Kuala Lumpur-based Price has been caving in South-East Asia for more than 20 years.

One of the spectacular caves at Mulu National Park that draws visitors from all over the world.

With one of the longest networks of caves in the world, the Unesco World Heritage site is bestowed with a long list of superlatives. It houses the world’s largest underground chamber – apparently, you can squeeze in 40 Boeing 747 airplanes in the Sarawak Chamber.

The world’s biggest cave passage, the Deer Cave can fit cathedrals the size of Saint Paul’s in London and is where you can watch millions of bats swarming out at dusk. Then there’s Clearwater Cave, the longest cave in South-East Asia.

“Many caves have spectacular formations and are home to a wide variety of cave fauna,” says Price.

The adventurous can opt for adventure caving where you crawl, climb, scramble or squeeze through narrow cave passages while marvelling at the spectacular formations and creatures.

Unfortunately the info about Deer Cave being the world's biggest passage is no longer corrrect as Son Doong Cave in Vietnam now has this record.


Langkawi Geopark

The Star 9 Oct reported that :

Unesco extends Langkawi status as geopark

The United Nations Educational, Scientific and Cultural Organisation (Unesco) has given its approval to extend Langkawi's status as a geopark, until 2015.
Langkawi Development Authority (Lada) public relations officer Ramizi Hasan said the approval followed, after a review by two Unesco officers in July.
He said the Langkawi Geopark was declared by the Unesco Global Geopark Network as the 52nd geopark on June 1, 2007.
"Many achievements have been recorded, including an increase in tourist arrivals since the declaration of the Langkawi geopark.
"We appreciate Unesco for the approval," he told Bernama here Sunday.

Sarawak geopark

Sarawak is also hoping to have a geopark, see 2010 report. This piece is from Borneo Post, 23 Oct 2011 -

Unesco Geopark to revive state’s tourism industry

KUCHING: A Unesco Geopark in the state is in the works in an effort to propel the state back on top as the country’s top tourism destination.
In view of the of the poor air connectivity which plagued the state’s tourism industry this year, Deputy Tourism Minister Datuk Dr James Dawos Mamit said his ministry is currently working on various strategies to revive the state’s tourism industry.
He said the Geopark under Unesco (United Nations Educational, Scientific and Cultural Organisation) would be along Jalan Borneo Heights, Bau and Santubong.
“The Department of Mineral and Geoscience here is currently working on the dossier which will be submitted to Unesco for consideration.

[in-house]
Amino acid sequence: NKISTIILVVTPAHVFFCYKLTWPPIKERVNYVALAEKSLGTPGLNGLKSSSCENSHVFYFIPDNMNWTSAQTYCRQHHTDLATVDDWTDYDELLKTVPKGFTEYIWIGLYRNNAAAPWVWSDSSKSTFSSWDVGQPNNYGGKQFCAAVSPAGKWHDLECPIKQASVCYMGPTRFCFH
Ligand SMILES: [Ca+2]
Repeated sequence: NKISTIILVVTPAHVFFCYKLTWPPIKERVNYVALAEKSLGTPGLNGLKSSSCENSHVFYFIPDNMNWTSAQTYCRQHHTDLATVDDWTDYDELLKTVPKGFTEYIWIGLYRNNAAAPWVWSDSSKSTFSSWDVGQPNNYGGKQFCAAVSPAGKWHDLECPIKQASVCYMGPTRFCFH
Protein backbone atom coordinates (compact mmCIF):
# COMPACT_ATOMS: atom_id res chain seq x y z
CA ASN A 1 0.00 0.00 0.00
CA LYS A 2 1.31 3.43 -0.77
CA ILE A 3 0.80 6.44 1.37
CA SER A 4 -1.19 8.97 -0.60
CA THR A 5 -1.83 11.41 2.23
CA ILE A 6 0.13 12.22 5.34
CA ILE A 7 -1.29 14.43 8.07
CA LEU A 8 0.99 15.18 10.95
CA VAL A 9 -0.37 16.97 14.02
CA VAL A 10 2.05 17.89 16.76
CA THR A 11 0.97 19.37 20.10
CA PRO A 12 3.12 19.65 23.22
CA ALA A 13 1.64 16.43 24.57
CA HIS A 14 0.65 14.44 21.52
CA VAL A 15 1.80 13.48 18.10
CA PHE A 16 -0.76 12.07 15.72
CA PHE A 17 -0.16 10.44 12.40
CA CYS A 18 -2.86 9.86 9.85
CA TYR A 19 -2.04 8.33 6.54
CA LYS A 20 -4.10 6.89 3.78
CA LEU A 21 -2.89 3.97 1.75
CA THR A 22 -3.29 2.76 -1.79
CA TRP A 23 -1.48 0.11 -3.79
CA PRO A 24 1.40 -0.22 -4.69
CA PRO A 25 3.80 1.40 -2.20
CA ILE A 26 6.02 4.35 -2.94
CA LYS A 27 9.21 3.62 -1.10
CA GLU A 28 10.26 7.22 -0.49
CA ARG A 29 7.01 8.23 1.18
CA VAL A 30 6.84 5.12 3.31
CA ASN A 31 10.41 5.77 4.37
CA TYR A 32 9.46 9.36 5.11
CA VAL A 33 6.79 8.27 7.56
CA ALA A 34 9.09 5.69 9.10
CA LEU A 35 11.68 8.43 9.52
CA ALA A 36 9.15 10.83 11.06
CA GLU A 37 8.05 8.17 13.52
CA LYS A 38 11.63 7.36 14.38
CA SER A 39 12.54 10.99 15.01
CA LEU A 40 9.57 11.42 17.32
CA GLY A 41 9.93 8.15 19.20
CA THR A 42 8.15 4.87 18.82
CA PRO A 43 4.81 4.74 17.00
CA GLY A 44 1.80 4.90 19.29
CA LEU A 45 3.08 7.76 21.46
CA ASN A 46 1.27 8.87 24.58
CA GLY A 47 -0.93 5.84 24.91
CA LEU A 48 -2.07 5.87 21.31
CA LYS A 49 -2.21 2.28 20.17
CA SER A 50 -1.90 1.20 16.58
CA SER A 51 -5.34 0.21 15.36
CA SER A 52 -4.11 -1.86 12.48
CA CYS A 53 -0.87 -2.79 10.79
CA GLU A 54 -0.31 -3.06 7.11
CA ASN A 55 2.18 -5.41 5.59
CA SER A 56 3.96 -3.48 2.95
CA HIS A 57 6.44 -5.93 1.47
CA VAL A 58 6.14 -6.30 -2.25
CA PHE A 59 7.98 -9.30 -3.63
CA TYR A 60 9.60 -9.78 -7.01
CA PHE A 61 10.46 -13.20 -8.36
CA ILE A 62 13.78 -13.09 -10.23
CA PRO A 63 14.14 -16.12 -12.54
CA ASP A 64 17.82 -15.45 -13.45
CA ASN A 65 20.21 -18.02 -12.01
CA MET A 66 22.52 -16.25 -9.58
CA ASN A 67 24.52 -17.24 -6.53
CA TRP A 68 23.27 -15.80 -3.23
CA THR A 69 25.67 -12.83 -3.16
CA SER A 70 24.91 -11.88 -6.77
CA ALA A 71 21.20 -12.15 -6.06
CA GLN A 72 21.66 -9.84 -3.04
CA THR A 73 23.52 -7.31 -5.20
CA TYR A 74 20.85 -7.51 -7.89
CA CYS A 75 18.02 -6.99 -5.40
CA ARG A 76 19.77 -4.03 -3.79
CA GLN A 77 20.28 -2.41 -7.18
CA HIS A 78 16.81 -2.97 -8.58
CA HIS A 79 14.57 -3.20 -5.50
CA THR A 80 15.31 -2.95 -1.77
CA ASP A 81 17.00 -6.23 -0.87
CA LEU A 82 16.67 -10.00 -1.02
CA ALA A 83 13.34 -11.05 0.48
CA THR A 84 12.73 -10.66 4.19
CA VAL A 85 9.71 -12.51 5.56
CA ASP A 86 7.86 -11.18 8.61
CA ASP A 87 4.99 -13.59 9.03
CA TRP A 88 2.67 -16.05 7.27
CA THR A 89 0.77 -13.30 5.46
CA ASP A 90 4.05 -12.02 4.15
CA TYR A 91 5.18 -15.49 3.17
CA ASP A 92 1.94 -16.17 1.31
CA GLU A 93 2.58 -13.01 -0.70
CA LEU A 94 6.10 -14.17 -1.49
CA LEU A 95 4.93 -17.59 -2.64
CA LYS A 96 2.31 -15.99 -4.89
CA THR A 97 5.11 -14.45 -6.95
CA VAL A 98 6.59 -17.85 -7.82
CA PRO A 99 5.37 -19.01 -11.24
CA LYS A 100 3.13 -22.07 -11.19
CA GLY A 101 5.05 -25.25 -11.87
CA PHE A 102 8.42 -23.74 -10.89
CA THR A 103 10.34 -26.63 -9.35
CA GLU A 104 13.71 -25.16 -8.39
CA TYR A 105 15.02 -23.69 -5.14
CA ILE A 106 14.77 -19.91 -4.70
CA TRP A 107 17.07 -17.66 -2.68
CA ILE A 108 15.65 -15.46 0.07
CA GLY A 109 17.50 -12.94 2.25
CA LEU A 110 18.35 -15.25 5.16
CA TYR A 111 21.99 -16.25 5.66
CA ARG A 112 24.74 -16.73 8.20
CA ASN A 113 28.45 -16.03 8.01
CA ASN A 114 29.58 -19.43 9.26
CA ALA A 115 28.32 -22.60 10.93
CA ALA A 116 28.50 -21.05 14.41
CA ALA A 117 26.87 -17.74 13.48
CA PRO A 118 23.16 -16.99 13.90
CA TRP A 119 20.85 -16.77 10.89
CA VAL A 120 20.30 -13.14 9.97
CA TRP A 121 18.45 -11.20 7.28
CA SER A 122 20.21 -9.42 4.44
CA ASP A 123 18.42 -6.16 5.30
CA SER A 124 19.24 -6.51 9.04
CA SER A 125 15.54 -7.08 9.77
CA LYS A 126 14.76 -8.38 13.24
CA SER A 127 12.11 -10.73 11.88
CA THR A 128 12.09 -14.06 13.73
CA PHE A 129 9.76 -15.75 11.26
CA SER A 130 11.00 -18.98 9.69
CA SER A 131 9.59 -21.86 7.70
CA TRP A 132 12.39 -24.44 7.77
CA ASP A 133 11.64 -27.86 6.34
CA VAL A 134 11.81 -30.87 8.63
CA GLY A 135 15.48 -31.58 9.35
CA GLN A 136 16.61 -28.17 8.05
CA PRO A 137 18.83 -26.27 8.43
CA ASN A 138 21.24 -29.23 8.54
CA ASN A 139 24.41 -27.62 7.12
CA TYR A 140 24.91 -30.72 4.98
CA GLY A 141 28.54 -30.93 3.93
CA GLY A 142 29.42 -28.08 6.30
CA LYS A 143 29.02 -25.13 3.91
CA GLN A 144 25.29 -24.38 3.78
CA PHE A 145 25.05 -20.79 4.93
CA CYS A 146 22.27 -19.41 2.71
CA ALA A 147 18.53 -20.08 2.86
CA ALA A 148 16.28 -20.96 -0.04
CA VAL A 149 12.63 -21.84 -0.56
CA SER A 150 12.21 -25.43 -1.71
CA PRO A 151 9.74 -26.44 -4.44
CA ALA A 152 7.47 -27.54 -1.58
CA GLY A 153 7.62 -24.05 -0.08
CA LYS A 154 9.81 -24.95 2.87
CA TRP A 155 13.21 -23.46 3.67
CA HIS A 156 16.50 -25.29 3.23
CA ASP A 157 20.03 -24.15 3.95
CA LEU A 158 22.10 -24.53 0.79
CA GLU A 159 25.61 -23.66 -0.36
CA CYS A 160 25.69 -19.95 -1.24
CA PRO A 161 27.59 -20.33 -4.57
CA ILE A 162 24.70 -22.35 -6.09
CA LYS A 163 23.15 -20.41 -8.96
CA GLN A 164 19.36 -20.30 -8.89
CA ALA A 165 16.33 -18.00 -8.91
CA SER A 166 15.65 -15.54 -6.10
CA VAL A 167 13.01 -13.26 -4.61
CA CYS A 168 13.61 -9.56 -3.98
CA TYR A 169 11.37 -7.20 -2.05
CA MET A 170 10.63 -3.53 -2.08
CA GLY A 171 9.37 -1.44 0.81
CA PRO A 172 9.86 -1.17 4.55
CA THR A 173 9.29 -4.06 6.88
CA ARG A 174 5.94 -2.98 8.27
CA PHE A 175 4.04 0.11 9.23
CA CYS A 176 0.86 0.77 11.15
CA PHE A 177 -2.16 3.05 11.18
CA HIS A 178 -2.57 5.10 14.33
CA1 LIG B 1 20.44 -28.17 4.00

“It’s halfway done and we can expect to submit it in the middle of next year so that Unesco can come to assess the areas,” he said.
Dawos mentioned if the application is approved, the state would be home to the second Geopark in Malaysia after the one in Langkawi and the third in South East Asia after the Dong Van Rock Highland Geopark in Vietnam.
According to Unesco’s website, a Geopark is a “territory encompassing one or more sites of scientific importance, not only for geological reasons but also by virtue of its archeological, ecological or cultural value”.
The deputy minister however added that the Geopark alone is not enough to increase tourist arrivals into the state.
“It’s (tourist arrival) not my problem, but it is a disappointment not only for Kuching but the whole of Sarawak.
“We don’t have direct flights from certain destinations outside Malaysia where we want these people to come,” he said.
Dawos explained that in order for the state to be a prime tourist destination such as Sabah and Langkawi, there must be direct international flights into the state.
“Sabah is now number one and Langkawi is number two because they have direct flights from international destinations. I would love to see Kuching have the same opportunity so that we can also be a tourist hub like Kota Kinabalu,” he said.

Surprisingly this earlier report in the Borneo Post 23 May 2011 did not mention the Sarawak River delta that includes Bau. Instead it suggested Mulu as a possible site. "In the case of Sarawak, Professor Ross said among the possible sites for Geoparks are the area around the Bako National Park and the Mulu National Park.....The Mulu National Park is Sarawak’s largest national park, with Mount Mulu rising over a mass of sandstone, 2,376 metres above sea level. Considering Mulu’s spectacular scenery and its biological significance, it was not surprising that Mulu was successfully listed as a World Heritage site in November 2000."


In view of Visit Perak Year 2012, the State started to think about making preparations. This included clean ups of several areas.

Sam Poh Tong in need of clean up

This article on Sam Poh Tong was in Star on 27 Oct 2011.

FIRST impression counts, and the famous Sam Poh Tong Cave Temple committee is duly and understandably worried ahead of Visit Perak Year 2012.
The poorly maintained surroundings near its entrance is covered by undergrowth and frequent flooding in the area has put off many visitors.
Yik Xin Kung temple secretary Chang Seow Leong said the situation was further compounded by stray dogs that roamed the area.
“I hope MCA can convey this to the local authority,” Chang said during a dialogue chaired by party president Datuk Seri Dr Chua Soi Lek in Ipoh recently.
In an immediate response, Dr Chua said state executive councillor Datuk Dr Mah Hang Soon, who was also present at the dialogue, would follow up on the matter.


Tourism site needs clearer signs to attract visitors

STAR Metro Perak, November 1, 2011.

THE fading signboard bearing the name of the popular Gua Tempurung in Jalan Ipoh-Gopeng will be re-placed, as part of preparations leading up to Visit Perak Year 2012 (VPY 2012).